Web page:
Tour de Corsica
Get on your bike for the best views of the rugged coastlines and fragrant forests of Corsica, but you’ll have to be fairly fit
Breakfasting on pain au chocolat and adrenaline-firing espresso near the market of Ajaccio, we are seated alongside a colossal statue of the Emperor Napoleon in Roman garb. The so-called “petit Corse” was born in the capital in 1769. Springing from noble Tuscan origins, his actual name was Nabulione Buonaparte.
North of the bay of Ajaccio lies our real avenger – the jaw-droppingly jagged Corsican coastline. A few years ago, I gagged my way around the convoluted, crinkle-cut west coast on a stomach-heaving bus trip from Ajaccio to the famous World Heritage sites around the Gulf of Porto.
Now, incredibly, I am returning to attempt the same journey by bike. My stomach may be spared, my legs most certainly will not. For my eyes, it is sure to be a week-long feast.
Since Albert Camus wrote in the 1930s of “the insupportable beauty of the landscapes, so pure,” and “the gospels of stone of sky and of water”, nature-loving tourists have headed there with their snorkels and beach-towels, backpacks and hiking boots - and more recently bikes.
Forested ways, small rural thoroughfares linking village to village, precipitous coastal rides and many rough stretches ... “Corsica is a biking paradise but it is very tough physically”, warns the association Corsica Outdoor.
We get an immediate taste of this on a 69km thigh-thundering ride from Ajaccio to Piana. After a falsely reassuring and rather gentle cross-country slog for the first few kilometres, it soon becomes obvious that Corsica is perfect terrain for professional cyclists.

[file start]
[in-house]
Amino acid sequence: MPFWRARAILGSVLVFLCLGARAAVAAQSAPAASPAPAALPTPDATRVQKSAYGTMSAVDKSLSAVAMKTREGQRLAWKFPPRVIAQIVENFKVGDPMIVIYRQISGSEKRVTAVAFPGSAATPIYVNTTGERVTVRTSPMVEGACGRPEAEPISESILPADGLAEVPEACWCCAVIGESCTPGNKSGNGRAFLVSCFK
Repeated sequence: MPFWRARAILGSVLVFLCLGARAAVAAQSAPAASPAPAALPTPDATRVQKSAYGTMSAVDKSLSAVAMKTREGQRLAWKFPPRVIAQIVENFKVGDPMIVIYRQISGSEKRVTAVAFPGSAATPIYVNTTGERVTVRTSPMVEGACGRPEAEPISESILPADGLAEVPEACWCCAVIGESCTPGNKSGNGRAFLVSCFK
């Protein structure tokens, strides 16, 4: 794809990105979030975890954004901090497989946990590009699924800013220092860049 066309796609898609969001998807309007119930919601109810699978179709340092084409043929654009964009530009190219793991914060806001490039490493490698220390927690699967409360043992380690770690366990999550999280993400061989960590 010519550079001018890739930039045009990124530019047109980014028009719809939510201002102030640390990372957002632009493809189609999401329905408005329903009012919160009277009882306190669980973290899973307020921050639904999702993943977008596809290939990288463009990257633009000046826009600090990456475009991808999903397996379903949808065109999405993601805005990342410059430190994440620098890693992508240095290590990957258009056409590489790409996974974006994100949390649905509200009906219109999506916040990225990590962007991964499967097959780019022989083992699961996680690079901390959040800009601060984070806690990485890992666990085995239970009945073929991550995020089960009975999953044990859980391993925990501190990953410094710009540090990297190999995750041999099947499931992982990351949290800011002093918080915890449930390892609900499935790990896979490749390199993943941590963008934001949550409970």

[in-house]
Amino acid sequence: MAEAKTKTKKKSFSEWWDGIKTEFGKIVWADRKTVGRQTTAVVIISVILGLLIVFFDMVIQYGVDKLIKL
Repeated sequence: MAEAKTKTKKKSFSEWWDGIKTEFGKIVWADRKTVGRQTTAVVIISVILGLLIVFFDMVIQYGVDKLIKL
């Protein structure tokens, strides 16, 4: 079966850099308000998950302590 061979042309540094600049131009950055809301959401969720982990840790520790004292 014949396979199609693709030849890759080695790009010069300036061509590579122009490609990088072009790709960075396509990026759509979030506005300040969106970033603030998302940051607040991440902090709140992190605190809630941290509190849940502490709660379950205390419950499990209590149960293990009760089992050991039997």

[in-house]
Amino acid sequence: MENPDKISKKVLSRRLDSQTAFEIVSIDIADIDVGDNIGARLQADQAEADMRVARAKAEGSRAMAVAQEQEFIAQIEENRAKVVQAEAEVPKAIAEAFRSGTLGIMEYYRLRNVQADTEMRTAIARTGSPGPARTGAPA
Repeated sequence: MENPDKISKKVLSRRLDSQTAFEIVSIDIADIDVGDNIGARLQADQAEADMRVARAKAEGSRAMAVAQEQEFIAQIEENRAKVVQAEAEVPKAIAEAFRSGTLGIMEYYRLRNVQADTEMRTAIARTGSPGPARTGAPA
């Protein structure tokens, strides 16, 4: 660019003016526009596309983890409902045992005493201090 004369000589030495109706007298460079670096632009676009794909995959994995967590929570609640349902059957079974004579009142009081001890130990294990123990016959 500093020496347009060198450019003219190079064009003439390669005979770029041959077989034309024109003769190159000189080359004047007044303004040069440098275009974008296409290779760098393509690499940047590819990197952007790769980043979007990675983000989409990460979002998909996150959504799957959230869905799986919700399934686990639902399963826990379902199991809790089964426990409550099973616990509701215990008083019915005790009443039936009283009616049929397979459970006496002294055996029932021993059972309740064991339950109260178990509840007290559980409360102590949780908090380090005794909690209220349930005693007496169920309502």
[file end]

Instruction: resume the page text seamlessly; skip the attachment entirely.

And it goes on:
As we trace the third stage of the Tour de France along the west coast, we rise hundreds of meters in single hills, before tumbling back down the other side, and teeter on cliff-hanging drops over the Mediterranean, often with no barrier between us and the deep blue. After a final roller coaster ride of gruelling hills, the reward comes near sunset as we peddle our way past the ancient Greek coastal settlement of Cargese, and on through the Unesco-listed Calanques de Piana.
Sandwiching the narrow coastal road, the 300-meter high red granite cliffs are sculptured into a series of incredible shapes and forms: beautiful, bizarre, grotesque and gigantesque, human, animal and monster-like. Right now they are bathed in pinky orange light, and casting their tooth-edged shadows over the water.
Guy de Maupassant described them most masterfully while passing through in 1880: “A real forest of crimson granite . . . men, monks in robes, horned devils . . . a monstrosity of people, a menagerie of nightmares petrified by the will of some kind of extravagant god ...”
The next day we start our descent from Piana towards the Golf of Porto. The World Heritage site is somewhat blemished by the carelessly built hotels and car-parks around its marina and landmark Genovese watch tower – keeping one’s eyes on the paint box blue ocean views is the best bet.